For example, I read a book by an author who’s last is Hughes. I think. The book is set in Liverpool during WWII. She’s written another book. I think it’s Hero on a Bicycle. I want to read it. Then I read another book, a biography, set in WWII. There are three in the series. I only read the first one and I want to read the rest. That’s three books I want to read that I can’t my hands on.

I really need to write these authors and titles down and keep my eyes open for them.

Unfortunately some are hard to get. Like Ivan Southall, an Australian writer. I’ve read two books from him, I own one, and they are really good. You can’t even tell they were written years and years ago. These I actively searched for, but they are not easy to get. The only ones I could find were the ones I read.

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By sheer luck, I spotted an old favorite movie was going to be playing on TCM. It was one of those movies that used to air once a year as a big event. Like The Wizard of Oz used to be. I remember how my dad brought up the TV upstairs so we could see it in bed. Back then my sister and I shared a bedroom.

Then we moved to Germany and no more Wizard of Oz, but they aired annual movies too like Karl May’s Old Shatterhand and Winitou. You may not have heard of these movies, but they were/are very popular in Germany. We were glued to the TV when that series came on.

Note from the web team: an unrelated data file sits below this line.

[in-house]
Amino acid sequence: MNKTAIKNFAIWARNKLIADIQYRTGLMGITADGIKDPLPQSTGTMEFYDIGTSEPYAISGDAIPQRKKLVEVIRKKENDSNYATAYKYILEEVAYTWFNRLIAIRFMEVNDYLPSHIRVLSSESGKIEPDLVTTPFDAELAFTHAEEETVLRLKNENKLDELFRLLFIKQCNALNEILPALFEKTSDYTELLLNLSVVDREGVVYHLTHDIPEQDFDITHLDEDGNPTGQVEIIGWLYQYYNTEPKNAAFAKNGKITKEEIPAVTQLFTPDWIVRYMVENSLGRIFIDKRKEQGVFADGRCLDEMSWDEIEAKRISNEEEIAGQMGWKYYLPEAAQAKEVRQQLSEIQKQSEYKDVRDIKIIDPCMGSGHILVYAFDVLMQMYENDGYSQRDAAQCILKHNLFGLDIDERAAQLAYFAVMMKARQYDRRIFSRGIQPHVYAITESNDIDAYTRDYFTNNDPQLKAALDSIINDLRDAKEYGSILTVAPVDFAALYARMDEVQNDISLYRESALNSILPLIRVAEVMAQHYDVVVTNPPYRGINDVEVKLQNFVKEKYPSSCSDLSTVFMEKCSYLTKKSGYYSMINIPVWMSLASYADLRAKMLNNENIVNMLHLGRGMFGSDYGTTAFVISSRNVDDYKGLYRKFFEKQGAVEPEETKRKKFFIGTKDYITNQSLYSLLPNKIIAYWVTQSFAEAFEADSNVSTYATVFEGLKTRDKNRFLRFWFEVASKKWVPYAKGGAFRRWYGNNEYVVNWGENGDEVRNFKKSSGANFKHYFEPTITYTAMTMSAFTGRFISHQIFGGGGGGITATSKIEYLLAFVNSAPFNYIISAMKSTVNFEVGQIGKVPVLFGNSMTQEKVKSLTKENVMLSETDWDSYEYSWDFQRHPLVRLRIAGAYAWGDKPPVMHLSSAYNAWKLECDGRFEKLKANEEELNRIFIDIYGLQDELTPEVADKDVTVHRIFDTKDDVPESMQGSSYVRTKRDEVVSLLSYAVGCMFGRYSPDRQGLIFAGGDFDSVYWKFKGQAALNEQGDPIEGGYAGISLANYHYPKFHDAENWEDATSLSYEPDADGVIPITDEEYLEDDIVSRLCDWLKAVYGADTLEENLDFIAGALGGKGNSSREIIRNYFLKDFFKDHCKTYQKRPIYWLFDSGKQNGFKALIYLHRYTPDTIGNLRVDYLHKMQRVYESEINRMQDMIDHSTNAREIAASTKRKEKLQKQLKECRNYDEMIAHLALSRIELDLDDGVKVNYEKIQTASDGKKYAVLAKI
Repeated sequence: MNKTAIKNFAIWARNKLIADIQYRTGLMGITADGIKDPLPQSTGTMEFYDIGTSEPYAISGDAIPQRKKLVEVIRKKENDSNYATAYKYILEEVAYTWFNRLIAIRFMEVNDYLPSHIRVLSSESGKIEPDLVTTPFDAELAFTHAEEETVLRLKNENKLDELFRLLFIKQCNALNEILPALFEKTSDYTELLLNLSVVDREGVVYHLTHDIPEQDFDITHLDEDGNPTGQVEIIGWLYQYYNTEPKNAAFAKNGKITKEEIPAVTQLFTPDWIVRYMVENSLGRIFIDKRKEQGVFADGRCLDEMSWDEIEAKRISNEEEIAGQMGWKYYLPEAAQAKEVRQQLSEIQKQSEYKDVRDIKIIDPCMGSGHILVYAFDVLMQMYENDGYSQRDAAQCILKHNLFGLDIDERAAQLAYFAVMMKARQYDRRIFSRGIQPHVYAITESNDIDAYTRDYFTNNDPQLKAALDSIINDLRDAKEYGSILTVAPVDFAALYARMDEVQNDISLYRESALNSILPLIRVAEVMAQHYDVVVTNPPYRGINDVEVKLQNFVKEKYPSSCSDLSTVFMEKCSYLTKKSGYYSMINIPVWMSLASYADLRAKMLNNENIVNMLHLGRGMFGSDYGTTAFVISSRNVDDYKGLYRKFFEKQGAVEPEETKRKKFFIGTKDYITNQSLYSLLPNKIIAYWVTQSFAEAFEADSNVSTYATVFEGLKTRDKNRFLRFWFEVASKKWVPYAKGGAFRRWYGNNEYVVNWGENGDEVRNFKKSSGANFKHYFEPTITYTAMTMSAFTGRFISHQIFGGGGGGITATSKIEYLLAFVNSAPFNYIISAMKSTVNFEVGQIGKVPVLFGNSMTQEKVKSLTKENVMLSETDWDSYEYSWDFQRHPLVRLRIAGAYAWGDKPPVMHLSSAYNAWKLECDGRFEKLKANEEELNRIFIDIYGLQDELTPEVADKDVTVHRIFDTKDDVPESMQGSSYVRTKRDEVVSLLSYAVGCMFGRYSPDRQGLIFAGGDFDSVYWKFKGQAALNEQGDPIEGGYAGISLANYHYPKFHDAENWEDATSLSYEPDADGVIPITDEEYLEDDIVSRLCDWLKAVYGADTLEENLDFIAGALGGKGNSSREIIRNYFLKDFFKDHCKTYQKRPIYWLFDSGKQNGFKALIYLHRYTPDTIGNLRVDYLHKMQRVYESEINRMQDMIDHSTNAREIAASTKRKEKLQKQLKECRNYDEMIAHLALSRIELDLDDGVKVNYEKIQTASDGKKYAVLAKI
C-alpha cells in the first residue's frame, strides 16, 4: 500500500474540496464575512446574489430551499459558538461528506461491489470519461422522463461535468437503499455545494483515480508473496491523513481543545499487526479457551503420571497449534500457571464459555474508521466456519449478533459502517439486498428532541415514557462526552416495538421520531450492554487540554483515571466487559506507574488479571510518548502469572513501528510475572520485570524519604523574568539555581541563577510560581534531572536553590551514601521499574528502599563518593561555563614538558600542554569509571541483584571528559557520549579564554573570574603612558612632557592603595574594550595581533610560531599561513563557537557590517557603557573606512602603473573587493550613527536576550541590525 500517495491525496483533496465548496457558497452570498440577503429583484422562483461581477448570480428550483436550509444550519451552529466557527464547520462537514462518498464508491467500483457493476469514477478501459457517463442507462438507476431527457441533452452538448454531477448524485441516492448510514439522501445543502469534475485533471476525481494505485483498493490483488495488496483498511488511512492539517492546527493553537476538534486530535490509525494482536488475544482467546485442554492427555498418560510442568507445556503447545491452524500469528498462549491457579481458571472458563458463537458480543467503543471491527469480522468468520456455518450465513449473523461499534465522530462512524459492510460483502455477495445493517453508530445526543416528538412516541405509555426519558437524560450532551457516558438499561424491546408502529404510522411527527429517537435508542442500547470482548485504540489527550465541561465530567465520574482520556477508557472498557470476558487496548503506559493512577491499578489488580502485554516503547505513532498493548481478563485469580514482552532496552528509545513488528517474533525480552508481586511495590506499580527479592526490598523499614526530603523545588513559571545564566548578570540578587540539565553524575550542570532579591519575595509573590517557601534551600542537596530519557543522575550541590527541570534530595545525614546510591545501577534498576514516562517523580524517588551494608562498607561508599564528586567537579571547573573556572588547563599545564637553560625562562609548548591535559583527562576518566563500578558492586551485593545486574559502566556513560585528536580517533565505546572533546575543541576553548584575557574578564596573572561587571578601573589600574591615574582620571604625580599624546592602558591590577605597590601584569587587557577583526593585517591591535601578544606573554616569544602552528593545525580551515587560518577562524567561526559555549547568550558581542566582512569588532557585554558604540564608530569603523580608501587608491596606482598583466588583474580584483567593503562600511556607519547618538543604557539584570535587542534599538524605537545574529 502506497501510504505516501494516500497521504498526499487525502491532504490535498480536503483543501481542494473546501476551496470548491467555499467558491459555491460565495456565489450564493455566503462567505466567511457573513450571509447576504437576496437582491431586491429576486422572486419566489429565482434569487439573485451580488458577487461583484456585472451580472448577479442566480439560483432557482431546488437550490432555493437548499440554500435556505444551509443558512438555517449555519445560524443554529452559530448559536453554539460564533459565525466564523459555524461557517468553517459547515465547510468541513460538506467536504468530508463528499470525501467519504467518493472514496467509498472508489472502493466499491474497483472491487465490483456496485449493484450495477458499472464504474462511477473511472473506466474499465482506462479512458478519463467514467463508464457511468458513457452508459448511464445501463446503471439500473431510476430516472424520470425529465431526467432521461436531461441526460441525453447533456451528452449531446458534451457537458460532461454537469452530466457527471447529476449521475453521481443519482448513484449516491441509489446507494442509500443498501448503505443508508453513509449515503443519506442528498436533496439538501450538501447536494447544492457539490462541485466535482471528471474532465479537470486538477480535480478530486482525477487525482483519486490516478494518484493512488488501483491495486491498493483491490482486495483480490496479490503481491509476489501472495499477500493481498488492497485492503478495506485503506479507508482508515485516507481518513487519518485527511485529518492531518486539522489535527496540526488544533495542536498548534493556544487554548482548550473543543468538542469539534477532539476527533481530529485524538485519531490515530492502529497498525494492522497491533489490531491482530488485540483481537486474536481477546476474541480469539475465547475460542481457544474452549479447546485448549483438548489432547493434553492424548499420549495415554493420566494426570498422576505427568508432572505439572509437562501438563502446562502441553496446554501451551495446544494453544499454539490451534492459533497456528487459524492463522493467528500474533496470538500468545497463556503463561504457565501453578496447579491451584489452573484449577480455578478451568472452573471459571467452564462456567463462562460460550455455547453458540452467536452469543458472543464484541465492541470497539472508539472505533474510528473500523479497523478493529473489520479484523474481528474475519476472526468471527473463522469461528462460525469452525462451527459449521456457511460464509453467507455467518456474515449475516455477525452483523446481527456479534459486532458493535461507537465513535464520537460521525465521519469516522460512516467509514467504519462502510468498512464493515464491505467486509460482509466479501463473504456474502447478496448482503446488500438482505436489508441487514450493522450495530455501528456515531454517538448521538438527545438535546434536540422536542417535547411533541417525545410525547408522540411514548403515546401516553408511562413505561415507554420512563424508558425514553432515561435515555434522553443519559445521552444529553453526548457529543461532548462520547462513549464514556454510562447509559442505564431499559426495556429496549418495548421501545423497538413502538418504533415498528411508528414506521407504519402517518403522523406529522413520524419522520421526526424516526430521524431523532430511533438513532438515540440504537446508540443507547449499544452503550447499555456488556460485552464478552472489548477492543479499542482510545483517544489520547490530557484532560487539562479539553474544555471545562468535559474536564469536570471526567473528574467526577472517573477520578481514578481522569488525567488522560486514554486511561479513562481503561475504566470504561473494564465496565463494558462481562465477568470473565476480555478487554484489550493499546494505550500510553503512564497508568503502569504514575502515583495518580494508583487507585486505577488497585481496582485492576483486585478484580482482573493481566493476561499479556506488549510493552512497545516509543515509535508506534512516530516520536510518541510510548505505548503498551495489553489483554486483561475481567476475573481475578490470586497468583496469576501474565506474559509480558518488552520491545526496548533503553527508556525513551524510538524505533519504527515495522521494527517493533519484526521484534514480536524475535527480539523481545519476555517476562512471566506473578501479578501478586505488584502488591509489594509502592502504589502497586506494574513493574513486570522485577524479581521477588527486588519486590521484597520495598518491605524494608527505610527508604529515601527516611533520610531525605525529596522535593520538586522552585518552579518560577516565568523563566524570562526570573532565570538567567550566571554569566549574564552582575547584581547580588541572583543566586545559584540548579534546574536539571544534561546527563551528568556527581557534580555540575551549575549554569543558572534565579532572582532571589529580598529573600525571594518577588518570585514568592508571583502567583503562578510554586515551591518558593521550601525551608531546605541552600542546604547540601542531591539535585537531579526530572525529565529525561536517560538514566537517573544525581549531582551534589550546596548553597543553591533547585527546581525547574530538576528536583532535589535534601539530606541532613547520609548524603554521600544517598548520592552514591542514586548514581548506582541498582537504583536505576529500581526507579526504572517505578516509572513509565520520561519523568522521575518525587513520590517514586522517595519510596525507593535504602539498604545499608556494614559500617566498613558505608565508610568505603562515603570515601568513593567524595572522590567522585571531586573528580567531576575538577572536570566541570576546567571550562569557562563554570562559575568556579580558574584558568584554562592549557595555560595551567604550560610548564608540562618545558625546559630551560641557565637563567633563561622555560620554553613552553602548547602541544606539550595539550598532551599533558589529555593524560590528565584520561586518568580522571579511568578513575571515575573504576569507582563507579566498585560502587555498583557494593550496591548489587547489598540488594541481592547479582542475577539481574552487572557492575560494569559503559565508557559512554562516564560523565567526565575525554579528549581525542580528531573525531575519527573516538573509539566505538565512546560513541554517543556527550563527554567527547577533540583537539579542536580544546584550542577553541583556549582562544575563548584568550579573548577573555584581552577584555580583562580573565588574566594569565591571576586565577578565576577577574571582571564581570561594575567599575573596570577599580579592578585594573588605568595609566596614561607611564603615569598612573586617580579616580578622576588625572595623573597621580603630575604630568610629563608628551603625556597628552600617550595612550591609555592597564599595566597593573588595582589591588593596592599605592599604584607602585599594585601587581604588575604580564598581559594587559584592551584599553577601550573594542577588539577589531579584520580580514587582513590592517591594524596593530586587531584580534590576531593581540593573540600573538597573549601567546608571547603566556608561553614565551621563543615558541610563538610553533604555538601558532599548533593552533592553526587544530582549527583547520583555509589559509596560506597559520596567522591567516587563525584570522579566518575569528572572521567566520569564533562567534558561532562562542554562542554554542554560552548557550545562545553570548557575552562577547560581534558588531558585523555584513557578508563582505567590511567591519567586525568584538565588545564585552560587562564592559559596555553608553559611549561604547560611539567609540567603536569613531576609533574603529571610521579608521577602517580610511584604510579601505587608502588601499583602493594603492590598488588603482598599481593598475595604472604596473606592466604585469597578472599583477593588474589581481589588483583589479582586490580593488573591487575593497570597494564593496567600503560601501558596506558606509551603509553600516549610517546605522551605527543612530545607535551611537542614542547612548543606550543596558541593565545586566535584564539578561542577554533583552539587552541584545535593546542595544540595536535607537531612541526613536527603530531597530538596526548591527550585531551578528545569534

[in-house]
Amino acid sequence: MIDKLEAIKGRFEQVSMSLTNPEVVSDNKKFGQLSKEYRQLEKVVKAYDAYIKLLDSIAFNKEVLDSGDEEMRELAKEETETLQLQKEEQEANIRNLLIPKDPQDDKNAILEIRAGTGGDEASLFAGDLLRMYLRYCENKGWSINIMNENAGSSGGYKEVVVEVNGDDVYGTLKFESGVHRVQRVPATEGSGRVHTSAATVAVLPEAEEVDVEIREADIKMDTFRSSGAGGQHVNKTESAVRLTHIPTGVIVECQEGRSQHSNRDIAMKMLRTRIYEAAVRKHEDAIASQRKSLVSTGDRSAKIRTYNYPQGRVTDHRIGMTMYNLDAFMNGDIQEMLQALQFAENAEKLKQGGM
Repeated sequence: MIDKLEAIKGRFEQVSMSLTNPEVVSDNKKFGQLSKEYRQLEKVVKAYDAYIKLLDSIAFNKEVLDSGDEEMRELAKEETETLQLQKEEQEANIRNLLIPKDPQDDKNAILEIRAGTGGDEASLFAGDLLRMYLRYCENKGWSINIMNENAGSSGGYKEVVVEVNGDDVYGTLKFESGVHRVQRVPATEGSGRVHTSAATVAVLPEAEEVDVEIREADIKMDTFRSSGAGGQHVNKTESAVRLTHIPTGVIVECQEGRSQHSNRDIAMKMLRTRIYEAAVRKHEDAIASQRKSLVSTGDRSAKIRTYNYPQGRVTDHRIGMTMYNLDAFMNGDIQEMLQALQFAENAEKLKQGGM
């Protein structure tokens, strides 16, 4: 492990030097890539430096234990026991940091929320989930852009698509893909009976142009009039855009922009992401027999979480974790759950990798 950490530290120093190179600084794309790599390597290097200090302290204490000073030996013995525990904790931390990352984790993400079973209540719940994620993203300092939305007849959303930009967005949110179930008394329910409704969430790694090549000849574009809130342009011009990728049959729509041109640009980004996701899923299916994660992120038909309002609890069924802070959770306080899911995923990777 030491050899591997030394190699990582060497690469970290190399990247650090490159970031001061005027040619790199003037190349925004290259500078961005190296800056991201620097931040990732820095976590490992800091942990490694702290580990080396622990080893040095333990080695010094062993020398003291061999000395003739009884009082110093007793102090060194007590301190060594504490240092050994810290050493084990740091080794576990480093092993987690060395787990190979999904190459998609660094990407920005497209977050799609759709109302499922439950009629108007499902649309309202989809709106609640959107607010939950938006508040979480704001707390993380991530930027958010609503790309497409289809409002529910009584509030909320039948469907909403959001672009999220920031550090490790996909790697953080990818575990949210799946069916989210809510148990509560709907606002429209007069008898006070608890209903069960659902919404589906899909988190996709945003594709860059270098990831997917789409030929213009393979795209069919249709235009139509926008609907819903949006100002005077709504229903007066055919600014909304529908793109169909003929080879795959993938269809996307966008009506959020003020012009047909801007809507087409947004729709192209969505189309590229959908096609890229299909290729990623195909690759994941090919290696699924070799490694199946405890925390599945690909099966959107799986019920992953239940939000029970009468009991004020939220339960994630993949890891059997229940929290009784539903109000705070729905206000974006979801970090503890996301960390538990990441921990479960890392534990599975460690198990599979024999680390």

The movie TCM showed was Sissi a movie about the Empress of Austria who died young. There are three movies in the series and they showed all, but I only saw the first one because watching three in a row is a little much for me.

To tell the truth, I didn’t mean to watch the whole movie. I thought that over the years my perception of it would have changed and it’d be kind of boring. It’s happened before to other former favorite movies. But to my surprise it was just as good as before. And in color! (We had black and white TVs until well into the 1980’s). I can see why I liked it. It was funny. There was romance.

I was a bit sad I wouldn’t be watching the other movies, but I know my the third film I’d be boo-hooing because of the sad ending.